Earlier this month, I was given the opportunity to attend the 3% Conference. In its sixth year, this year’s conference was centered around a single theme–Beyond Gender. While the name and history of the event speak to the rise of women in our industry, this year’s theme was broader in how it defined minority.This year, it wasn’t only about the need for more women in our industry, but rather, the need to create a more diverse and inclusive workforce, one that accounts for different genders, races, sexual orientations, religions, disabilities, and numerous other unique traits. As noted by 3% founder, Kat Gordon, “diversity of thought comes from diversity of people,” and having a diverse workforce allows for more impactful work than well-received work.

As a minority woman, this year’s theme was especially significant for me. I come from what I would consider a pretty inclusive agency, and I’ve never felt that I’ve been outwardly discriminated against, whether it be for my gender, race, or beliefs. That said, it’s still disheartening to look up at the senior level team and see very few minorities. We have a number of women at the C-level, but there’s a stark lack of racial diversity at that level. people.”

I walked into this conference with an expectation on the types of panels and topics I’d be listening in on; panels that covered how to break the barrier and keynotes that described personal struggles and accomplishments. While these expectations were contentedly met, it was Luvvie Ajayi’s keynote opener that really made me question how I perceived privilege and its influence on a diverse workforce.

Titled “The Many Faces of Privilege,” Ajayi’s interactive segment kicked off with ten diverse, pre-selected attendees standing shoulder to shoulder on stage. Ajayi instructed them to place their right hand on their neighbor’s shoulder before providing them with a series of prompts:

-Take a step forward if you are right-handed.

-Take a step forward if English is your first language.

-Go forward if one or both of your parents have a college degree.

-Move forward if you can walk into a drugstore and easily find Band-Aids that match your skin tone.

-Step forward if you studied the culture of your ancestors in grade school.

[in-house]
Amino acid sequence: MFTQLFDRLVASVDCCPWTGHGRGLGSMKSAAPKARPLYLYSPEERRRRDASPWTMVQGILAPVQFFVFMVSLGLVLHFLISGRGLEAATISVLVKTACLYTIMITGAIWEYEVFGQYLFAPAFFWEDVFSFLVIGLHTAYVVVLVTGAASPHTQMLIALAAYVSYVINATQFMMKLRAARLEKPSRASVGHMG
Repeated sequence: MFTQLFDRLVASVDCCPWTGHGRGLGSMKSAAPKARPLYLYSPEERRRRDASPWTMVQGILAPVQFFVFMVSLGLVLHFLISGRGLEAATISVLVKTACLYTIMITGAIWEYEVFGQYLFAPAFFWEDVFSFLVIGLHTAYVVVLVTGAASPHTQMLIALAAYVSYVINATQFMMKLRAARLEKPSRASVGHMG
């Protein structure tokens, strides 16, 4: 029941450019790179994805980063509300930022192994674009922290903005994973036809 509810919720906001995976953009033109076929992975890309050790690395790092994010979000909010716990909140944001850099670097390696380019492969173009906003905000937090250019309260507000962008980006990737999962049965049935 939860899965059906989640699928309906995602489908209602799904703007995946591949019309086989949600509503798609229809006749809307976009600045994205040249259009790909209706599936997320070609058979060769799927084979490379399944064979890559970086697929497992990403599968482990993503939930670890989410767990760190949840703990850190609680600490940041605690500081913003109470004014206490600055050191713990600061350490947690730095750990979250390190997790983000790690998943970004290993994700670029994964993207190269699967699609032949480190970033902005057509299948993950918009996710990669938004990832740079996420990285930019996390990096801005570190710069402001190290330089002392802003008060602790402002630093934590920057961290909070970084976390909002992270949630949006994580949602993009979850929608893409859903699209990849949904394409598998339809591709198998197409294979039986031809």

-Take a step backward if you’ve ever been made fun of or bullied for something beyond your control.

-Move forward if you can assume physical access to most buildings.

-Step back if anyone in your family left their homeland, not of their free will.

-Step forward if you can see yourself readily represented in mainstream media.

-Move back if you think twice about calling the cops when trouble happens.

-Move back if you’ve ever skipped a meal or gone hungry because you didn’t have enough money.

-Step back if you suffer from a physical illness.

-Step back if you suffer from an invisible illness.

-Take a step back if you go by a different name in public because people can’t pronounce your given name.

-Take a step forward if you always assumed you’d go to college.

-Step forward if your religious community wouldn’t exclude you for your sexuality.

-Step forward if your religious community wouldn’t exclude you because of your race or ethnicity.

-Move forward if you have at least one stamp in your passport.

After the final prompt, Ajayi asked the participants to observe their place on the stage in comparison to the others. While some were standing where they expected, most were surprised to find themselves either way in the back or right up in front. Ajayi herself noted that as a Nigerian American woman, she expected to find herself in the back and was surprised when she ended up in the middle ahead of one of her white classmates.

As a minority woman, I myself expected to end up somewhere close to the back, however, as I followed along with the exercise, I was quickly reminded that being a minority didn’t exclude me from privilege. I found myself closer to the front than I anticipated, and this forced me to truly recognize the unique privileges that have provided me with certain advantages that propelled me to where I am today.

What was perhaps the most surprising was how few participants were left holding onto their neighbor’s shoulder. One participant pointed out, “As you break apart from one another, I was struck that I literally couldn’t see the people behind me. I didn’t know how far back they were. They were just gone from view.” As an observer, I was able to see how quickly this happened as well as the level of ease at which people let go of those in front or behind them.

This exercise was clearly eye-opening for many, and it encouraged us in the audience to take a deeper dive into the perceived dichotomy between diversity and privilege and what we can do to ensure we’re addressing the issues preventing us from creating a more diverse workspace.

We need to be able to address the struggles and disadvantages of those standing behind us and work together to bridge the gaps to create a fully inclusive and diverse workforce. Those who find themselves “at the front of the stage” need to make a conscious effort to turn around and figure out how to bring those behind them with them. Creating a more diverse environment cannot be a personal effort, but rather a group effort by those at all levels of privilege to ensure we’re working towards a common goal.

On the industry level, this means not only hiring diverse candidates, but also actively empowering them to speak up without fear of consequence or retribution. A diverse workforce only goes so far without open communication.

As Ajayi noted in her closing remarks, the results of this exercise have changed dramatically over the past 10 years, as the gaps have gotten smaller. However, there’s still quite the way to go before we can all comfortably stand side by side and embrace the differences that will ultimately help us create our best work.